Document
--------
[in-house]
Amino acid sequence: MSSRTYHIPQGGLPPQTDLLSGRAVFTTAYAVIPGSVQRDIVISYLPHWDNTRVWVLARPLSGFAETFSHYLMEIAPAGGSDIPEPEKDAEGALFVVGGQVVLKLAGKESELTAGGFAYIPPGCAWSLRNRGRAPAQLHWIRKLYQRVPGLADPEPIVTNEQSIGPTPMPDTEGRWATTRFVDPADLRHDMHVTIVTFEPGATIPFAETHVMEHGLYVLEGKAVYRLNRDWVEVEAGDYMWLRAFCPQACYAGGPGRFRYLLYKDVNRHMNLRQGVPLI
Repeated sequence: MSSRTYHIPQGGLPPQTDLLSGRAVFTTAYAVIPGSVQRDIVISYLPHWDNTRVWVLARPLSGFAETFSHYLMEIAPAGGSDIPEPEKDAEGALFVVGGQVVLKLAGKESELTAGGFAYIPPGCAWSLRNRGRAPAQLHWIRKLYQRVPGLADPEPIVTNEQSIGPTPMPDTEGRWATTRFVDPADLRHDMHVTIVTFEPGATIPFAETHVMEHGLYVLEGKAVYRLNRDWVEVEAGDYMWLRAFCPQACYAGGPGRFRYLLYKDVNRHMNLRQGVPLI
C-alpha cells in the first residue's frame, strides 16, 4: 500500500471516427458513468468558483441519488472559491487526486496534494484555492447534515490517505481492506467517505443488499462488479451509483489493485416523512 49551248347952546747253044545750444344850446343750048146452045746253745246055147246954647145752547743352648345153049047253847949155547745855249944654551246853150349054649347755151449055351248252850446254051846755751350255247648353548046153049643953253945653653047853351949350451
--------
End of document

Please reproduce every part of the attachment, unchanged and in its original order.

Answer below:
[in-house]
Amino acid sequence: MSSRTYHIPQGGLPPQTDLLSGRAVFTTAYAVIPGSVQRDIVISYLPHWDNTRVWVLARPLSGFAETFSHYLMEIAPAGGSDIPEPEKDAEGALFVVGGQVVLKLAGKESELTAGGFAYIPPGCAWSLRNRGRAPAQLHWIRKLYQRVPGLADPEPIVTNEQSIGPTPMPDTEGRWATTRFVDPADLRHDMHVTIVTFEPGATIPFAETHVMEHGLYVLEGKAVYRLNRDWVEVEAGDYMWLRAFCPQACYAGGPGRFRYLLYKDVNRHMNLRQGVPLI
Repeated sequence: MSSRTYHIPQGGLPPQTDLLSGRAVFTTAYAVIPGSVQRDIVISYLPHWDNTRVWVLARPLSGFAETFSHYLMEIAPAGGSDIPEPEKDAEGALFVVGGQVVLKLAGKESELTAGGFAYIPPGCAWSLRNRGRAPAQLHWIRKLYQRVPGLADPEPIVTNEQSIGPTPMPDTEGRWATTRFVDPADLRHDMHVTIVTFEPGATIPFAETHVMEHGLYVLEGKAVYRLNRDWVEVEAGDYMWLRAFCPQACYAGGPGRFRYLLYKDVNRHMNLRQGVPLI
C-alpha cells in the first residue's frame, strides 16, 4: 500500500471516427458513468468558483441519488472559491487526486496534494484555492447534515490517505481492506467517505443488499462488479451509483489493485416523512 49551248347952546747253044545750444344850446343750048146452045746253745246055147246954647145752547743352648345153049047253847949155547745855249944654551246853150349054649347755151449055351248252850446254051846755751350255247648353548046153049643953253945653653047853351949350451